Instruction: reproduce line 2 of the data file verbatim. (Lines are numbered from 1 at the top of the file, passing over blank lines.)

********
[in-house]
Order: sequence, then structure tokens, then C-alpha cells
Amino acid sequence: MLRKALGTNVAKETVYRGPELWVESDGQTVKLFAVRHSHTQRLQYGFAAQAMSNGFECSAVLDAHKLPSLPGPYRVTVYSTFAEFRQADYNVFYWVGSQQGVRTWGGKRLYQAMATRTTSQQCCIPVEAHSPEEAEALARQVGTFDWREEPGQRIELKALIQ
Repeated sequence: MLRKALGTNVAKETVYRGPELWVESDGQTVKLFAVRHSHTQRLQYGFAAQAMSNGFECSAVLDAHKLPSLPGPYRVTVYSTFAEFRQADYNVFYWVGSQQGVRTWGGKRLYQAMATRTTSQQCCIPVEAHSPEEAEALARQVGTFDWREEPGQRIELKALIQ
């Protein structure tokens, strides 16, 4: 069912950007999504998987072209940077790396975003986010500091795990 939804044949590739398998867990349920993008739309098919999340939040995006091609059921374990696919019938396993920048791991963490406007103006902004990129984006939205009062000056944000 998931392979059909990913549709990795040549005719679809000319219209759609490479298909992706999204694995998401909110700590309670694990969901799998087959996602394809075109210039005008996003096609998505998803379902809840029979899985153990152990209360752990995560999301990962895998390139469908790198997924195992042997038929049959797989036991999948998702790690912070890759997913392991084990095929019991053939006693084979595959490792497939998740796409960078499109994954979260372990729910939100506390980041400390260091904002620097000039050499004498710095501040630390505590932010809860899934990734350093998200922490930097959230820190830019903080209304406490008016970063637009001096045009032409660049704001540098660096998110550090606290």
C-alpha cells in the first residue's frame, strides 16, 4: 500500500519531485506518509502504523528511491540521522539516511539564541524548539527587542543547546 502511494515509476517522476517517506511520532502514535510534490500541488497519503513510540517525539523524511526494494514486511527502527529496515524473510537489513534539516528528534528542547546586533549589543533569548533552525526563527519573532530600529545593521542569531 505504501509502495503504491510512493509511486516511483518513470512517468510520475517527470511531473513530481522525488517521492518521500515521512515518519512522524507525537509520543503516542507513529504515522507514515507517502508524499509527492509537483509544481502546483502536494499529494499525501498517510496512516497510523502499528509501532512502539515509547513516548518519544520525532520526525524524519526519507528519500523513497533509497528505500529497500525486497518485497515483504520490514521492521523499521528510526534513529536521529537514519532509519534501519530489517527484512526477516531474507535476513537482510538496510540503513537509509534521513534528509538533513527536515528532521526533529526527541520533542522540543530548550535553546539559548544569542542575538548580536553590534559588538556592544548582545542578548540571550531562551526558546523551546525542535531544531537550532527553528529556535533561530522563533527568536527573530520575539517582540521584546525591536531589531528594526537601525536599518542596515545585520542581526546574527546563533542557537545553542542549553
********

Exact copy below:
Order: sequence, then structure tokens, then C-alpha cells